Maybe you’ve seen a few people in your society playing pickleball and you also want to try it. That’s where wooden pickleball paddles come in helpful. These paddles are perfect for getting started and learning the game. Once you know whether it’s a worthy sport to continue and play on a daily basis, only then you should invest in a pricier paddle.
Wooden paddles are primarily used for the kids–to teach them the game. These paddles are abuse-resistant and can be given to kids without any fear of getting the paddles broken.
If you’re planning a family trip to a beach or a farmhouse, you want to take a few sports gear and equipment to take with you. For a one-time play, you’ll thank wooden paddles for their existence. Their price and durability will pass several trips without costing too much. Also, they don’t need much maintenance so you can store them in the store room, packed in the case.
Why shouldn’t you buy wooden paddles?
In the current era of pickleball, players who use wooden pickleball paddles aren’t even 1%. The primary reason, as everyone knows, is the weight and noise. That’s not all, however. There are much better paddles out there with quality material that also offers great performance and keeps you injury-free. Of course, anyone would prefer a better substitute. The second reason is the very own negative side of wooden paddles that we’ve discussed below.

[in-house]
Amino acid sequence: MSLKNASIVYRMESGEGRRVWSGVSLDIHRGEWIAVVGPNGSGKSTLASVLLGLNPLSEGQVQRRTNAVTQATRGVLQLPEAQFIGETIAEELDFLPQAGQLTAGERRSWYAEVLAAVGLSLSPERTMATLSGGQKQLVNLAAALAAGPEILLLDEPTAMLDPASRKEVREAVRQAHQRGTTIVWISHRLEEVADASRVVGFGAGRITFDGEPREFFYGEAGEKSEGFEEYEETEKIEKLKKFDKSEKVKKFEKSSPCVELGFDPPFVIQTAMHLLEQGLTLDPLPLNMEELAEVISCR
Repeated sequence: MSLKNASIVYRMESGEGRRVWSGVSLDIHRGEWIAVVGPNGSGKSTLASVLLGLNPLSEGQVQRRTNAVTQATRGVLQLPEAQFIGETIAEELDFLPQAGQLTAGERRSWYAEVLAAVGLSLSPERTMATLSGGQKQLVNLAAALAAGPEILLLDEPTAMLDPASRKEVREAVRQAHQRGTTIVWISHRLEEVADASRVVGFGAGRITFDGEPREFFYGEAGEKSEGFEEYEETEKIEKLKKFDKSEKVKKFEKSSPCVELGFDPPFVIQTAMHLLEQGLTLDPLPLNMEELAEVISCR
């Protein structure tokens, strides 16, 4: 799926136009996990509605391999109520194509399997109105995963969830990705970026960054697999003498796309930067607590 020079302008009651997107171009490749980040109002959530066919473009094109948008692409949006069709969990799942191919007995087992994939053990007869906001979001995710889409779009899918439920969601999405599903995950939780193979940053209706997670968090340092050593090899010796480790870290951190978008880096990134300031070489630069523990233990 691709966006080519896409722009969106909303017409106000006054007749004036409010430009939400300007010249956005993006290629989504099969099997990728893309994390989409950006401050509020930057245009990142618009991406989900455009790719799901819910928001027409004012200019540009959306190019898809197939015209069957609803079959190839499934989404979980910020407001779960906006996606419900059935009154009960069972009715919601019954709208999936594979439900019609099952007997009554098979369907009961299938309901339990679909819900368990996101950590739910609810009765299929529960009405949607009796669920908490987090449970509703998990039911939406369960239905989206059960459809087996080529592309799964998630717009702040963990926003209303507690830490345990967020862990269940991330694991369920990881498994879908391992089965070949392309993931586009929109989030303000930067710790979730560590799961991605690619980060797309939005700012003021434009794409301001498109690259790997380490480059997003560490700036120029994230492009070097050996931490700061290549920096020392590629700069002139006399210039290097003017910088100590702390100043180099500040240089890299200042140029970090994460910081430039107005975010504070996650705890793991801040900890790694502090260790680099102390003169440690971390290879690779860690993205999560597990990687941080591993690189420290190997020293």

Weight is the biggest turn-off in the wooden paddles and it’s an inevitable factor. For example, a graphite or carbon fiber paddle can be built with less than 7 oz weight, and a wooden paddle can be weighed down to 9 oz only because wood is generally heavy.
Let’s compare paddles of modern-day material vs wooden paddles.
The heaviest graphite or carbon fiber pickleball paddle in 2023 weighs 8.5 oz (maximum) and the lightest wooden pickleball paddle weighs 9 oz. The gap is quite horrible, isn’t it? The average wooden paddles are 10-14 oz heavy, which makes it exhausting for the players to keep playing for more than half an hour.
Wooden paddles and Plastic balls = we can only sense destruction. Don’t even think of a wooden paddle if you live in a Green community where there are strict rules for noise issues. They’ll throw you out. Besides, there are many lawsuits for pickleball noise issues, it’s already not a wise decision to take your wooden paddle to a public court near residential areas and play with it. You’ll have cases filed against you. Not to mention, you’ll have a new enemy: The Leftists!